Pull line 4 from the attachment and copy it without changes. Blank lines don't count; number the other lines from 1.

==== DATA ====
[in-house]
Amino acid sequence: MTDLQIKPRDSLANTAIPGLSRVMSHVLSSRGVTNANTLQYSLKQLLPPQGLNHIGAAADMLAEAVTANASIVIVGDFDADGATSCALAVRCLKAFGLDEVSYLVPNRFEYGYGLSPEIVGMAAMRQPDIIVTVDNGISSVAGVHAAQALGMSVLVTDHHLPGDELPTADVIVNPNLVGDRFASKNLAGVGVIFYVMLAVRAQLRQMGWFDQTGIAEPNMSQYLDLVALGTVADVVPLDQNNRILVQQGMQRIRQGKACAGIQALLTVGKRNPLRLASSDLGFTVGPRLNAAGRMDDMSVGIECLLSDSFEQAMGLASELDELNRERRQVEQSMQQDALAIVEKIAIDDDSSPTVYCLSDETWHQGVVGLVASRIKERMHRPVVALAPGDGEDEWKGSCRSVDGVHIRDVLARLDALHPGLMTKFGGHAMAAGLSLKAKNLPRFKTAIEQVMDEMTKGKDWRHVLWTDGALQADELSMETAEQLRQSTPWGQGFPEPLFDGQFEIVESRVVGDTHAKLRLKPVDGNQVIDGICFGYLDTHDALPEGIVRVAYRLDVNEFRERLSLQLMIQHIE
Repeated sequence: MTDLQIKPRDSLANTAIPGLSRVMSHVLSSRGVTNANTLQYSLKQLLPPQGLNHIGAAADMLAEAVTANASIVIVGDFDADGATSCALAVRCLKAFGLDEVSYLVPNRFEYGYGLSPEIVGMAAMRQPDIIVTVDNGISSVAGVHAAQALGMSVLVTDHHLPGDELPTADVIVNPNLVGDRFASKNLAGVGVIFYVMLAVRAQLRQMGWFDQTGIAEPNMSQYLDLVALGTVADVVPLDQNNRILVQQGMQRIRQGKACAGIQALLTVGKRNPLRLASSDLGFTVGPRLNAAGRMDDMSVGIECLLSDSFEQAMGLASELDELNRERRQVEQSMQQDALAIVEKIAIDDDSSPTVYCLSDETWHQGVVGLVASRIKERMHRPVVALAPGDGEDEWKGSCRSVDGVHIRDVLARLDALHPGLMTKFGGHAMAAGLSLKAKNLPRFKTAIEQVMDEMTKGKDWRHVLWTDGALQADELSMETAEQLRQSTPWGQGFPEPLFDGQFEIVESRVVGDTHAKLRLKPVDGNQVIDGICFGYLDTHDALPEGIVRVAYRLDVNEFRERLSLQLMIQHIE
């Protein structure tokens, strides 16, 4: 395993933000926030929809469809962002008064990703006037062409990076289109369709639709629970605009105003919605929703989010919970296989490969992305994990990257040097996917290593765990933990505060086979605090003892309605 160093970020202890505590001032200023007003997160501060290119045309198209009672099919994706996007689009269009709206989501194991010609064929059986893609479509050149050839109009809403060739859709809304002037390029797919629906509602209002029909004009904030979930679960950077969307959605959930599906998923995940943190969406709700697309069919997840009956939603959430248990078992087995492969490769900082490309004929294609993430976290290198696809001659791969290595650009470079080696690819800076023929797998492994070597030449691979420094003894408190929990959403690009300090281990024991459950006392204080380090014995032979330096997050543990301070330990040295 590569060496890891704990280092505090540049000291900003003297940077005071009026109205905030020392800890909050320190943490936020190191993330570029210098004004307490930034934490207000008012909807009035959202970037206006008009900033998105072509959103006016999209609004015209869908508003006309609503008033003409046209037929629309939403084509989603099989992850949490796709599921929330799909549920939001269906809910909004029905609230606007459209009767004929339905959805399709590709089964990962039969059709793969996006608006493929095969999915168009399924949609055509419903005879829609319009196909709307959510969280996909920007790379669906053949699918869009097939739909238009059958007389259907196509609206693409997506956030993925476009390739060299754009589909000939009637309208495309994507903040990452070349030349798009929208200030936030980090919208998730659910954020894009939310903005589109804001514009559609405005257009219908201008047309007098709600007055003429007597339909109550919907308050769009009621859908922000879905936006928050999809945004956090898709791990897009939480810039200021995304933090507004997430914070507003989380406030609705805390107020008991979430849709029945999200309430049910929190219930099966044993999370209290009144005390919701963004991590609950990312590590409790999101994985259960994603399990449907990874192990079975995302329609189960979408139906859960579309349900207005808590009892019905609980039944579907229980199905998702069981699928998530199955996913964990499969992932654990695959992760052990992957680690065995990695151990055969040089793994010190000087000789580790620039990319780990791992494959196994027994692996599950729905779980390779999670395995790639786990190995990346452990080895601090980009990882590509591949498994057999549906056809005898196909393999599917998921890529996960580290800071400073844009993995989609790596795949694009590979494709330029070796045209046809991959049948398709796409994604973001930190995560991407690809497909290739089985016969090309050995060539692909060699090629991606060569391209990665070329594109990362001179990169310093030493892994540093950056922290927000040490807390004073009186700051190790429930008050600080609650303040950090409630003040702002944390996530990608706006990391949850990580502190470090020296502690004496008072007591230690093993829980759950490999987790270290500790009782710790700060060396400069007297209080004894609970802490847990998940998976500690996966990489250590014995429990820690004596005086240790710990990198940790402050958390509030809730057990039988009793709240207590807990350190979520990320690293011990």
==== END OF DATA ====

């Protein structure tokens, strides 16, 4: 395993933000926030929809469809962002008064990703006037062409990076289109369709639709629970605009105003919605929703989010919970296989490969992305994990990257040097996917290593765990933990505060086979605090003892309605 160093970020202890505590001032200023007003997160501060290119045309198209009672099919994706996007689009269009709206989501194991010609064929059986893609479509050149050839109009809403060739859709809304002037390029797919629906509602209002029909004009904030979930679960950077969307959605959930599906998923995940943190969406709700697309069919997840009956939603959430248990078992087995492969490769900082490309004929294609993430976290290198696809001659791969290595650009470079080696690819800076023929797998492994070597030449691979420094003894408190929990959403690009300090281990024991459950006392204080380090014995032979330096997050543990301070330990040295 590569060496890891704990280092505090540049000291900003003297940077005071009026109205905030020392800890909050320190943490936020190191993330570029210098004004307490930034934490207000008012909807009035959202970037206006008009900033998105072509959103006016999209609004015209869908508003006309609503008033003409046209037929629309939403084509989603099989992850949490796709599921929330799909549920939001269906809910909004029905609230606007459209009767004929339905959805399709590709089964990962039969059709793969996006608006493929095969999915168009399924949609055509419903005879829609319009196909709307959510969280996909920007790379669906053949699918869009097939739909238009059958007389259907196509609206693409997506956030993925476009390739060299754009589909000939009637309208495309994507903040990452070349030349798009929208200030936030980090919208998730659910954020894009939310903005589109804001514009559609405005257009219908201008047309007098709600007055003429007597339909109550919907308050769009009621859908922000879905936006928050999809945004956090898709791990897009939480810039200021995304933090507004997430914070507003989380406030609705805390107020008991979430849709029945999200309430049910929190219930099966044993999370209290009144005390919701963004991590609950990312590590409790999101994985259960994603399990449907990874192990079975995302329609189960979408139906859960579309349900207005808590009892019905609980039944579907229980199905998702069981699928998530199955996913964990499969992932654990695959992760052990992957680690065995990695151990055969040089793994010190000087000789580790620039990319780990791992494959196994027994692996599950729905779980390779999670395995790639786990190995990346452990080895601090980009990882590509591949498994057999549906056809005898196909393999599917998921890529996960580290800071400073844009993995989609790596795949694009590979494709330029070796045209046809991959049948398709796409994604973001930190995560991407690809497909290739089985016969090309050995060539692909060699090629991606060569391209990665070329594109990362001179990169310093030493892994540093950056922290927000040490807390004073009186700051190790429930008050600080609650303040950090409630003040702002944390996530990608706006990391949850990580502190470090020296502690004496008072007591230690093993829980759950490999987790270290500790009782710790700060060396400069007297209080004894609970802490847990998940998976500690996966990489250590014995429990820690004596005086240790710990990198940790402050958390509030809730057990039988009793709240207590807990350190979520990320690293011990």